The younger players apparently became, if not scared of him, certainly wary. They feared making a mistake and drawing his wrath. Being ridiculed in front of millions right there on the pitch. Nerves set in. How well do you think a young man can play football when he’s quaking in his boots? Check most tape from last season for your answer.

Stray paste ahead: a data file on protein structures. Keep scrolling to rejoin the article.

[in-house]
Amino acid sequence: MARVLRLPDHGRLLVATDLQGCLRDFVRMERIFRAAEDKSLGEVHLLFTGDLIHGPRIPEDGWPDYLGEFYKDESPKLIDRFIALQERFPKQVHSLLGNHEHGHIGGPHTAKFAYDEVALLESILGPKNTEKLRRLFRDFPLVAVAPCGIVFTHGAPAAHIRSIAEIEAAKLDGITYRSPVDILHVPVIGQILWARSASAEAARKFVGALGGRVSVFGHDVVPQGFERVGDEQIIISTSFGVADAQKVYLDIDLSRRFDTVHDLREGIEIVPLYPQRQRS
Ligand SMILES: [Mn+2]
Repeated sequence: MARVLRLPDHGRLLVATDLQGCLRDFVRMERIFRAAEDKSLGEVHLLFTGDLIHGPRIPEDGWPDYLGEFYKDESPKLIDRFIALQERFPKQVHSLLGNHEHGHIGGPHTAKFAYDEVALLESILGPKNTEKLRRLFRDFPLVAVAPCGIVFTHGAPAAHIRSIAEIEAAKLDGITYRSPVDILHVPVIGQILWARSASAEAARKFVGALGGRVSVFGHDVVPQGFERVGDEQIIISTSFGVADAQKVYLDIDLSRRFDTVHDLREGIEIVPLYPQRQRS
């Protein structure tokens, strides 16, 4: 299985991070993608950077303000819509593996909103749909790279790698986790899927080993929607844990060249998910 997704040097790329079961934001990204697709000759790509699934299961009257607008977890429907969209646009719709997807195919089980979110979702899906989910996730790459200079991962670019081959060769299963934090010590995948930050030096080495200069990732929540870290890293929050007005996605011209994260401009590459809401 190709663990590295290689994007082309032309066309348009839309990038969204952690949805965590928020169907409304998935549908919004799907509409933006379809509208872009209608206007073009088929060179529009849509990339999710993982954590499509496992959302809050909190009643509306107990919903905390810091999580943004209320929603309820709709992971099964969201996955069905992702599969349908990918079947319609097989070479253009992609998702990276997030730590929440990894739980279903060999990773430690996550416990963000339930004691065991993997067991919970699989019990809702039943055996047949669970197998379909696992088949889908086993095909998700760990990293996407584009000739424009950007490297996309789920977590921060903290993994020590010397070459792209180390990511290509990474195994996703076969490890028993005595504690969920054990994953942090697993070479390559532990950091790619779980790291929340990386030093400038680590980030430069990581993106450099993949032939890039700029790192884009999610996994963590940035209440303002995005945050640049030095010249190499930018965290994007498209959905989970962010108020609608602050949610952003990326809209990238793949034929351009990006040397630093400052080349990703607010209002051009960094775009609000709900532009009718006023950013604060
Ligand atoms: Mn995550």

I have no doubt Ronaldo is one of the best players of all time. Of course he is. I have no doubt that he is one of the greatest goal scorers in history. That’s self-evident. What is also self-evident, though, is that he long ago grew too big for his custom made, epigram boots. Just look at his histrionics when substituted on a miserable night away to Brentford. The sight of Ralf Rangnick leaving his seat to go and explain to a furious Ronaldo, in full view of the television camera, why he had decided to take him off, left me with my jaw to the floor. Imagine Sir Alex Ferguson doing that! Had Ronaldo pulled that kind of stunt with the boss, he’d have been lucky to escape Brentford Community Stadium with both eyes. Rangnick was castrated in the eyes of everyone watching that night, emasculated, stripped of all power and authority. He was rendered a lame duck. Nothing good could, or would, come of that. it was clear now who was really in charge.